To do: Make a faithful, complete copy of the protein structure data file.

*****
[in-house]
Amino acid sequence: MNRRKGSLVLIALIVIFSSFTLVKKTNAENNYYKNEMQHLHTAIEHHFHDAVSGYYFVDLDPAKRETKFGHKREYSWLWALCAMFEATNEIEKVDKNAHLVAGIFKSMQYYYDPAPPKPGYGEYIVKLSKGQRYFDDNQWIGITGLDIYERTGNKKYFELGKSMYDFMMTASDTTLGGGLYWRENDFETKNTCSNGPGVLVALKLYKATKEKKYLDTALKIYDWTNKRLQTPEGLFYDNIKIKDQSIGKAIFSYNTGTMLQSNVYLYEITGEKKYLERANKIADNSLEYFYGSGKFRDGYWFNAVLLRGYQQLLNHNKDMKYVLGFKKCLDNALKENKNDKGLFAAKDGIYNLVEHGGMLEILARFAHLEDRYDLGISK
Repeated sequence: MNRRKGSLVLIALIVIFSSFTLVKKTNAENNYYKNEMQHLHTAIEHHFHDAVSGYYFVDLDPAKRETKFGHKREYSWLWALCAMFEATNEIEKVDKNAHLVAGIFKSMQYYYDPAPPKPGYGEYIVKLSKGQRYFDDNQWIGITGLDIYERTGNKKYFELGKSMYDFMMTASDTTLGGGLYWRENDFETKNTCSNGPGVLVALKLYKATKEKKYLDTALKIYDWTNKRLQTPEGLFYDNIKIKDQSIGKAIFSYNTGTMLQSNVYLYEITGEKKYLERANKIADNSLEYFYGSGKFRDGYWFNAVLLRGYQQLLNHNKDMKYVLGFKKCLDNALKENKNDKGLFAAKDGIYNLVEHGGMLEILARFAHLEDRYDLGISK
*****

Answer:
[in-house]
Amino acid sequence: MNRRKGSLVLIALIVIFSSFTLVKKTNAENNYYKNEMQHLHTAIEHHFHDAVSGYYFVDLDPAKRETKFGHKREYSWLWALCAMFEATNEIEKVDKNAHLVAGIFKSMQYYYDPAPPKPGYGEYIVKLSKGQRYFDDNQWIGITGLDIYERTGNKKYFELGKSMYDFMMTASDTTLGGGLYWRENDFETKNTCSNGPGVLVALKLYKATKEKKYLDTALKIYDWTNKRLQTPEGLFYDNIKIKDQSIGKAIFSYNTGTMLQSNVYLYEITGEKKYLERANKIADNSLEYFYGSGKFRDGYWFNAVLLRGYQQLLNHNKDMKYVLGFKKCLDNALKENKNDKGLFAAKDGIYNLVEHGGMLEILARFAHLEDRYDLGISK
Repeated sequence: MNRRKGSLVLIALIVIFSSFTLVKKTNAENNYYKNEMQHLHTAIEHHFHDAVSGYYFVDLDPAKRETKFGHKREYSWLWALCAMFEATNEIEKVDKNAHLVAGIFKSMQYYYDPAPPKPGYGEYIVKLSKGQRYFDDNQWIGITGLDIYERTGNKKYFELGKSMYDFMMTASDTTLGGGLYWRENDFETKNTCSNGPGVLVALKLYKATKEKKYLDTALKIYDWTNKRLQTPEGLFYDNIKIKDQSIGKAIFSYNTGTMLQSNVYLYEITGEKKYLERANKIADNSLEYFYGSGKFRDGYWFNAVLLRGYQQLLNHNKDMKYVLGFKKCLDNALKENKNDKGLFAAKDGIYNLVEHGGMLEILARFAHLEDRYDLGISK